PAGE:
The most common danger is damaging the relationship with your client and contractor, although the risk to your agency’s reputation shouldn’t be understated. If the client is investigated or fined because the contractor was on site illegally or wasn’t tax registered, then there may also be significant financial penalties for the client which are passed onto the agency through the indemnity clauses in your contract. You should pass these same indemnity clauses on to your contractor’s limited company – but their personal liability is somewhat shielded by the limited company setup.
The client has to ensure that any workers on its premises have the legal right to work in Canada and that any employees or contractors that it uses comply with local tax regulations. If your contractor is found to be liable for local tax but hasn’t registered or paid it, then the authorities may seek to recover funds through the client.
In the worst case scenario, the authorities may rule that your contractor was effectively an employee of the client and the client will be liable for income tax deductions and employers’ social contributions. If the contractor is stopped at the border and doesn’t have the right work permission, they will be deported or refused entry. This poses an immediate problem to the client if their work contribution cannot be easily replaced.
However, if they’re caught on site without a work permit, the employer can be hit with a range of penalties including substantial fines. It may also limit their ability to employ foreign nationals in the future.
If your contractor doesn’t have the right immigration permission, they may be refused entry or deported. If they aren’t paying tax or contributing to national insurance or social security in Canada, there is potential for fines and worse if the avoidance is ruled deliberate. VAT or sales tax is another liability which they may neglect. If they are collecting tax but not paying it to the authorities the penalties are very serious indeed.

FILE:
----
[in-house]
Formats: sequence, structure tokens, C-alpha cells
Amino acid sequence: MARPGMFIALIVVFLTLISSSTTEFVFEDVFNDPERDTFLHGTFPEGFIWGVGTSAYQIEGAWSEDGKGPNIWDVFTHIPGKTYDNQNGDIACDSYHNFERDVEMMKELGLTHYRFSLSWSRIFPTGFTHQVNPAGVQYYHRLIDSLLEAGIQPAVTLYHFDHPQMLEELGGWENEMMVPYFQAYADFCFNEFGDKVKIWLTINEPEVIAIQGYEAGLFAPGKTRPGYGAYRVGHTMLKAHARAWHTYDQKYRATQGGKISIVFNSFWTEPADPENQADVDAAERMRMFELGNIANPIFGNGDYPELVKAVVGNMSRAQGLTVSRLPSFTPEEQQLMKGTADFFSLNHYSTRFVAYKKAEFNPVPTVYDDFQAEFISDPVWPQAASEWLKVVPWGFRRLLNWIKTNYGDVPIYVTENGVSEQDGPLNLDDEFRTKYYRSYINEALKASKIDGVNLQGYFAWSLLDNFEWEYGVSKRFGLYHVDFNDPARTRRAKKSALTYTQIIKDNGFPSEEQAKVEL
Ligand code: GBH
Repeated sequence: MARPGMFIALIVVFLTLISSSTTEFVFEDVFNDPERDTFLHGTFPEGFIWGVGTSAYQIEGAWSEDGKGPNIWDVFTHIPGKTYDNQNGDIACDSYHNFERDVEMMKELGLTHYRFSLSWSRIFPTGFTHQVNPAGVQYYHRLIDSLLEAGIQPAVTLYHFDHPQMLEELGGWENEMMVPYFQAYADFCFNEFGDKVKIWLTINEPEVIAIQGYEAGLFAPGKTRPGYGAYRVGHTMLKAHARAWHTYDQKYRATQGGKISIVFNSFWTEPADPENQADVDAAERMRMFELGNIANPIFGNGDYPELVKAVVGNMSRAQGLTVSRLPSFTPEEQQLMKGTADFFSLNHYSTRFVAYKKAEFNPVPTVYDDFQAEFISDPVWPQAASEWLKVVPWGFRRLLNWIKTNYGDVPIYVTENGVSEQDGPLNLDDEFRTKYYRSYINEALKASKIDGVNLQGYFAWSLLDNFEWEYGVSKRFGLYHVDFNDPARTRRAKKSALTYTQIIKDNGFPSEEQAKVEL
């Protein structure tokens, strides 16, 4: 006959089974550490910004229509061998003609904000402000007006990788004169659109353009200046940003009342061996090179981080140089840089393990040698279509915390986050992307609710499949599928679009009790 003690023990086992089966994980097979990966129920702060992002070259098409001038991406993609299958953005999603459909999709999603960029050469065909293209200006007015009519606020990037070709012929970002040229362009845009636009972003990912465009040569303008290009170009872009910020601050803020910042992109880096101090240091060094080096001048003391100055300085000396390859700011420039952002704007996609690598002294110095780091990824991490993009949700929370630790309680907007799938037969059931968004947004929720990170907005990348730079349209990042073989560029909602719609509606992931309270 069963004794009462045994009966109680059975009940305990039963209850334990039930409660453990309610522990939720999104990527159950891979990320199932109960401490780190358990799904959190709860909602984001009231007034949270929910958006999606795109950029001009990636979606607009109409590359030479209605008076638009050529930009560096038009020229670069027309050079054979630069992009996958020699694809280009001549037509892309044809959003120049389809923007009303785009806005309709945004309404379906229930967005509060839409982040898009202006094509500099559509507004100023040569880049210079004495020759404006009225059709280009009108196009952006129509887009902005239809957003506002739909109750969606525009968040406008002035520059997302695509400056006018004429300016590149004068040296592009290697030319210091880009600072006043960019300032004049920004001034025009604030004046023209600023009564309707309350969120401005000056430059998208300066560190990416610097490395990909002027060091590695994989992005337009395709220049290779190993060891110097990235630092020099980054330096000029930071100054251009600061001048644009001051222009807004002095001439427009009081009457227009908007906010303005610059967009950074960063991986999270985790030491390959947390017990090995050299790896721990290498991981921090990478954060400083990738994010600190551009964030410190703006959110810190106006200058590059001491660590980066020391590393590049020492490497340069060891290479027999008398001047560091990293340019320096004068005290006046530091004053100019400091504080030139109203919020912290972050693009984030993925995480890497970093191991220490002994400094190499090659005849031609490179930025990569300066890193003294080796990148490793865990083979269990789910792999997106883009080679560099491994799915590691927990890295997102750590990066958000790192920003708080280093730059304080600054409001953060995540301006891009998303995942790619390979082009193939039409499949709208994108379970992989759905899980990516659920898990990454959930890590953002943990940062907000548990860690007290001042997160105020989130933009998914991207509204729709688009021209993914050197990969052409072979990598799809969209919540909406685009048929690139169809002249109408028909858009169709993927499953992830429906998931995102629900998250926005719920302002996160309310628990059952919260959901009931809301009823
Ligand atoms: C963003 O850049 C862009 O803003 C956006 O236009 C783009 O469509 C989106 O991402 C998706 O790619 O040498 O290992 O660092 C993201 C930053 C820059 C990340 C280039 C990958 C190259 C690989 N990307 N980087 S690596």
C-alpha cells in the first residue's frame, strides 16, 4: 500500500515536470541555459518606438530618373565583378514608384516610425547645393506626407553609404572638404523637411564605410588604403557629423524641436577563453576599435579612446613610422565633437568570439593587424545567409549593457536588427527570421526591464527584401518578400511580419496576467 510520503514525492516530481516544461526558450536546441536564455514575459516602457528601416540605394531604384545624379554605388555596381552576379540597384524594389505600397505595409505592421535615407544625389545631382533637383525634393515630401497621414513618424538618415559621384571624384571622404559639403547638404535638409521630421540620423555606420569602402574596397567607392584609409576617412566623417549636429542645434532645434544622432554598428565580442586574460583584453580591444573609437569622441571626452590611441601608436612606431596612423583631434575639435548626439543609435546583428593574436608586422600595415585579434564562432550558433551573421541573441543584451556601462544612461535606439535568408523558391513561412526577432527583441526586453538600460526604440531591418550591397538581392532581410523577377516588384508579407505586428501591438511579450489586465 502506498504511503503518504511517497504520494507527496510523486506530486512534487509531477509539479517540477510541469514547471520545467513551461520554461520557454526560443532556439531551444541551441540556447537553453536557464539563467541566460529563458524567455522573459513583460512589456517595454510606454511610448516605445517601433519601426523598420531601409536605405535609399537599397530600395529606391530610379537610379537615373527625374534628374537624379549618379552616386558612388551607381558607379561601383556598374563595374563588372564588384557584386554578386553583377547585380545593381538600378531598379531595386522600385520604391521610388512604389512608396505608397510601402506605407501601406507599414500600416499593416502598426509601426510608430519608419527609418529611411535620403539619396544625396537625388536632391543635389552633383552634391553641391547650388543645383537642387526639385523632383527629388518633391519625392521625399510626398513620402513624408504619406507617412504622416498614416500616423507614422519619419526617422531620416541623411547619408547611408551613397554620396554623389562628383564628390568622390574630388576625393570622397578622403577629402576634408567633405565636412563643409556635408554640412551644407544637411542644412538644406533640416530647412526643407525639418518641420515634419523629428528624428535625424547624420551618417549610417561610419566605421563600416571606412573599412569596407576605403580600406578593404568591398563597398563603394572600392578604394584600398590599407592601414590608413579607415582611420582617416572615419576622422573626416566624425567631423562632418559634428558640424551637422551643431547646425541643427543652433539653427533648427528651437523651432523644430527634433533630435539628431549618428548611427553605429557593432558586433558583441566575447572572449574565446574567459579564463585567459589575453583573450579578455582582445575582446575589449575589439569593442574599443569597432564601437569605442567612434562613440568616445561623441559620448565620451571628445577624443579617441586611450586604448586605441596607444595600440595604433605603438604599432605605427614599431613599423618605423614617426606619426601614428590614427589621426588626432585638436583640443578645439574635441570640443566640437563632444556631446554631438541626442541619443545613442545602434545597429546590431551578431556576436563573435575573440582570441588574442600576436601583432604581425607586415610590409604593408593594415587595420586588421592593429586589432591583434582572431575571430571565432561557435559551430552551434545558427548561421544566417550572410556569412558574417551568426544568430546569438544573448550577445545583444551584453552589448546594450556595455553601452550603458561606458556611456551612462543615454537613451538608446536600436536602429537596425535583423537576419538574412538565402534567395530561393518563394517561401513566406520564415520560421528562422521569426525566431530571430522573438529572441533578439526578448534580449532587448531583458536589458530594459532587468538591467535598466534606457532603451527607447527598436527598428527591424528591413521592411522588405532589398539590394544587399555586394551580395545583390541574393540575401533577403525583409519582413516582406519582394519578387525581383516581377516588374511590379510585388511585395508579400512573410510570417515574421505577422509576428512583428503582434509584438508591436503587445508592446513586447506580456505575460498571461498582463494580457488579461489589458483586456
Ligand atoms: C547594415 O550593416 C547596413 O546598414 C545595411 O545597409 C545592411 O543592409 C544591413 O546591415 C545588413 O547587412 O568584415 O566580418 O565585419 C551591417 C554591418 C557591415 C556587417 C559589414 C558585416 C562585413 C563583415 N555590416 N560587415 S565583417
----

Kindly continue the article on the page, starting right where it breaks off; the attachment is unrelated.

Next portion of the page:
If the contractor can show full compliance with their UK Ltd company (i.e. they are registered with all the relevant authorities in Canada before the contract is signed), then you may feel comfortable enough to proceed. If you want to be fully assured that everything is above board, then utilise a specialist contractor management company who run a local payroll in Canada. This doesn’t stop your contractor from maximising their net income, but it does ensure that they are registered for (and paying) all local taxes and social contributions. The best umbrella companies can also arrange sponsorship for contractors, if necessary, so they are legally entitled to work in Canada.
If you would like more advice on placing your contractor into Canada, please talk to us. We can get you the information you need and help you find the most appropriate solution. We’re partners with a multitude of Canada contractor management companies, and we’ll check with them to ensure you receive accurate information. We also have a detailed knowledge of their offerings, and we can find you a company which will payroll your contractor legally. They will also supply the supporting documentation to reassure your client that the contractor is properly registered and compliant. Our advice is completely free, and there is no obligation.
Get in touch with us today and see what we can do for you!